A registration or licensing system for tobacco retailers is another step towards the nationwide goal of a smoke-free country by 2025, a local smoking-cessation worker says.
The Health Ministry has said it is working on the idea of forcing tobacco retailers to be listed on a state register.
The policy is promoted by Action on Smoking and Health (Ash) and British American Tobacco.
Lakes District Health Board smokefree project manager Pip King said the proposal was a good one: "One of our major goals is we want to halve the rate every year of young people taking up smoking and that's going to help us get to the 2025 [smoke-free] goal."
Any initiative that prevented young people from being able to buy cigarettes was a step towards that goal, Ms King said.
"We don't want young people taking up smoking and even if they start, we need to make it harder for people to buy them if they're underage."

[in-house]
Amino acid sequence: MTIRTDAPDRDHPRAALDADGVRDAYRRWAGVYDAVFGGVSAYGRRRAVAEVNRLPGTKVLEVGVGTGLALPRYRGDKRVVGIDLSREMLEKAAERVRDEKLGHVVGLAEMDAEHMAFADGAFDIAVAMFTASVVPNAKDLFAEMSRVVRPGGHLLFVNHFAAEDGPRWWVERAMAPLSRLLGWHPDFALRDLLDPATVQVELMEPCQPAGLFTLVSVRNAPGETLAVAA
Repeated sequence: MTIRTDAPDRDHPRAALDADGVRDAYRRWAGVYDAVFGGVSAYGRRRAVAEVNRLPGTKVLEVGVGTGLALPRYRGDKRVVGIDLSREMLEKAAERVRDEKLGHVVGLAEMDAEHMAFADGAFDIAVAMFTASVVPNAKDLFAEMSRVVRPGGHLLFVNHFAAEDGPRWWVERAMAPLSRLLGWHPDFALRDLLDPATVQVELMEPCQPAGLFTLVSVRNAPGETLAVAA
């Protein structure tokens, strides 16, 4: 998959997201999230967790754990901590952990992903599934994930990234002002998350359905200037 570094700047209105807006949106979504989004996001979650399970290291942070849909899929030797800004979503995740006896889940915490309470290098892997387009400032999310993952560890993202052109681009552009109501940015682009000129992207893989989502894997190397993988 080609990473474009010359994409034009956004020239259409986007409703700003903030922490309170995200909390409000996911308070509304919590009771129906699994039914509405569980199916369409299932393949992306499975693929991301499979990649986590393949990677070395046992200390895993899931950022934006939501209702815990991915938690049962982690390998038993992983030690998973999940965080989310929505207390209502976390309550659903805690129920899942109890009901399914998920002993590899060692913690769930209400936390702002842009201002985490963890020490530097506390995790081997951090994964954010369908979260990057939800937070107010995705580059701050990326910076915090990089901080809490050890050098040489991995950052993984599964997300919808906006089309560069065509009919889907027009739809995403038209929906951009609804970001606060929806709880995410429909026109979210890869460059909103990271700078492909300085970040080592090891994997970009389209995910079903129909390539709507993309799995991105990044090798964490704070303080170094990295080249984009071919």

Ash said a register would simplify and enhance the enforcement of tobacco control laws.
It is estimated New Zealand has up to 10,000 tobacco retailers.
The licensing system could also provide a potential new penalty by de-licensing shops which illegally sold cigarettes to people aged under 18.
The system could help reduce the number of tobacco outlets by holding an annual auction of a progressively shrinking number of licences.
While the concept of restricting tobacco retailer numbers was floated by an official in a discussion paper on tobacco policy last year, no further policy development work has been done on it.
Tobacco registration systems exist in Ireland and Scotland, while licensing is in place in five Australian states, Singapore, Canada and 39 US states.
ASH spokesman Michael Colhoun said people perceived tobacco to be heavily regulated, when it was not.
"Liquor obviously has a licensing system, we'd like to see similar controls on tobacco. At the moment it would be legal for me to have a boot sale at a marketplace and sell tobacco from the boot of my car, as long as it paid all the taxes."
No restrictions existed on who could sell tobacco and where it could be sold, Mr Colhoun said.